3. Enact: Use processes, support and systems that encourage involvement. 

  4. Encouraged: Requires a range of supportive actions (e.g., mentoring, facilitation of networks, communities of practice, time, space  

  5. Evaluated: Evidence should be provided of increased engagement in learning and teaching, collaboration, and growth in leadership capacity. 

  6. Emergent: Engage people through an ongoing, sustainable cycle of action based on participation.  

Distributed leadership (DL) can have a powerful impact in the higher education sector. A recent study [19] has shown that:  

  • A DL approach used in an Australian law faculty positively impacted the development of collaboration and growth in leadership capacity between academics and professional staff.  

  • A DL approach applied during the First Year Experience at University of Technology Sydney led to greater engagement of university and faculty leaders, academics and professional staff members. It also led to greater engagement of a broad community that improved standard metrics.  

  • The Sessional Academic Success (SAS) programme at Queensland University of Technology also implemented a DL approach which had a positive impact on sessional staff’s publications, nominations, and university awards.   

 

In conclusion, distributed leadership is an effective management style as it enhances collaboration, staff engagement, and improves institutional outcomes. 

Women and leadership  

 

Even though some people assume that men are better leaders than women [20], a 2014 meta-analysis [21] showed that men and women have similar perceived leadership effectiveness ratings [22]. In fact, female leaders were seen as significantly more effective than male leaders when using ratings of effectiveness from others (i.e., ratings from peers, subordinates).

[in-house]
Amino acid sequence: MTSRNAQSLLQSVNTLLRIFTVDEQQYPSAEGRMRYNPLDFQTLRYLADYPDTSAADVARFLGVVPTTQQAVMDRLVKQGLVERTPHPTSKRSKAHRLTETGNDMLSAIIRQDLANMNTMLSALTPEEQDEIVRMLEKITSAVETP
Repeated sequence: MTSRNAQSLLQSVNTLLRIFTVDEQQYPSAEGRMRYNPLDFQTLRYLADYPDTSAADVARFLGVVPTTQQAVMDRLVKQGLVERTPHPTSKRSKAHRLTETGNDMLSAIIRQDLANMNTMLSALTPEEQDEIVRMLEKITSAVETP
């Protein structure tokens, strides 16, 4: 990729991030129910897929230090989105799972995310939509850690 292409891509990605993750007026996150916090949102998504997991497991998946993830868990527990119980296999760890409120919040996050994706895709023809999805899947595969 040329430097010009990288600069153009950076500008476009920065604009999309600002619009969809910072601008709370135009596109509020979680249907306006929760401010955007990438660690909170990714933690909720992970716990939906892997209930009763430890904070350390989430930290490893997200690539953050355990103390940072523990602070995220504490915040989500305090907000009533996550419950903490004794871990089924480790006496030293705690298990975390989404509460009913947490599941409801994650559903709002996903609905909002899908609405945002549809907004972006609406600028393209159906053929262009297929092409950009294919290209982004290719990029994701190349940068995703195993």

Although men and women’s leadership effectiveness may be similar, are there differences in the way they lead? Both academic research and anecdotal observations suggest that women might differ from men in their approach to leadership. 

First a meta-analytical review found that women consistently outscore men on some styles of leadership [25]: 

  • Women scored highest on individualized consideration (or supportive leadership), the domain of leadership related to the personal attention that leaders give to employees and the way they treat each employee individually. 

  • Women also scored higher on contingent reward behaviours, which are part of a transactional leadership style. These behaviours are motivation-based system in which leaders provide rewards for employees’ efforts and recognize their good performances.  

Both leadership behaviours listed above are predictive of higher ratings of leader effectiveness. As such, women demonstrate the skills required to perform highly in leadership positions.